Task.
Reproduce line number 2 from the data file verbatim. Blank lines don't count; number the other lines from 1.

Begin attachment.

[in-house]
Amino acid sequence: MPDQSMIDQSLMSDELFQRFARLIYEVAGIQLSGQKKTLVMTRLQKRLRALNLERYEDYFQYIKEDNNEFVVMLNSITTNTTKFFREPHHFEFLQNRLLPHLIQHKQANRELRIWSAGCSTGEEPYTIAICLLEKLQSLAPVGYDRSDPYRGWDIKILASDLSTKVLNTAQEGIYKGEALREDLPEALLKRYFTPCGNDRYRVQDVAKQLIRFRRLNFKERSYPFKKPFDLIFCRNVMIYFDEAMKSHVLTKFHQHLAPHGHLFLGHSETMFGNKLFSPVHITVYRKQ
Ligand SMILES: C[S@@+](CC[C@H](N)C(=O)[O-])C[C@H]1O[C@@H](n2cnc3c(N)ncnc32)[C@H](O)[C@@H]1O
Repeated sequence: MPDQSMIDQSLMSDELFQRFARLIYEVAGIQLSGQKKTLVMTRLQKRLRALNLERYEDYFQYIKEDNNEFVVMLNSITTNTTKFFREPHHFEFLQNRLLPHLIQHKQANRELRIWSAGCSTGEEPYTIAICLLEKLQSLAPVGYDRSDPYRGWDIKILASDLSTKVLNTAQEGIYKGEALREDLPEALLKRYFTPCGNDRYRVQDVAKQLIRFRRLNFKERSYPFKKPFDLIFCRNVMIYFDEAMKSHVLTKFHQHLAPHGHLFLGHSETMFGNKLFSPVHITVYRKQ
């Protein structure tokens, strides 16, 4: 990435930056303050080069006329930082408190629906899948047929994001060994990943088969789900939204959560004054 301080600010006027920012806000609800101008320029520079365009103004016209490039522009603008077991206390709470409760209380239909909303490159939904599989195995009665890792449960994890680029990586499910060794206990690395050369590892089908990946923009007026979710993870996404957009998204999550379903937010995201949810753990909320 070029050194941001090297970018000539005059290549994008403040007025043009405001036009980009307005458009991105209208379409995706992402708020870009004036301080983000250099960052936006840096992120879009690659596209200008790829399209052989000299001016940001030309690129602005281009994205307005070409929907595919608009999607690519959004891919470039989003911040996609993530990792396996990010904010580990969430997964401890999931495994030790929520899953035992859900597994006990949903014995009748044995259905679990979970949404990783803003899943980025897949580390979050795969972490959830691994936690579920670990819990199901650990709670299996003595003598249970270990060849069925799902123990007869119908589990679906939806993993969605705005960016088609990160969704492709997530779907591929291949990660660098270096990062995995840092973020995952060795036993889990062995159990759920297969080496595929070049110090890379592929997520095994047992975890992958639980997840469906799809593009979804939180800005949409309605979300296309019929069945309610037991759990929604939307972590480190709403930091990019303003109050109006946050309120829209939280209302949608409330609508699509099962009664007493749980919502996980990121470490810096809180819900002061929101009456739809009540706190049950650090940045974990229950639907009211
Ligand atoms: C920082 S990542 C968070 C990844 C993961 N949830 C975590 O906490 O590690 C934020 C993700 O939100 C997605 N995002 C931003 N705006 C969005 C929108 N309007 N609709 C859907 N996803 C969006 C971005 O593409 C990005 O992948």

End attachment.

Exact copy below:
Amino acid sequence: MPDQSMIDQSLMSDELFQRFARLIYEVAGIQLSGQKKTLVMTRLQKRLRALNLERYEDYFQYIKEDNNEFVVMLNSITTNTTKFFREPHHFEFLQNRLLPHLIQHKQANRELRIWSAGCSTGEEPYTIAICLLEKLQSLAPVGYDRSDPYRGWDIKILASDLSTKVLNTAQEGIYKGEALREDLPEALLKRYFTPCGNDRYRVQDVAKQLIRFRRLNFKERSYPFKKPFDLIFCRNVMIYFDEAMKSHVLTKFHQHLAPHGHLFLGHSETMFGNKLFSPVHITVYRKQ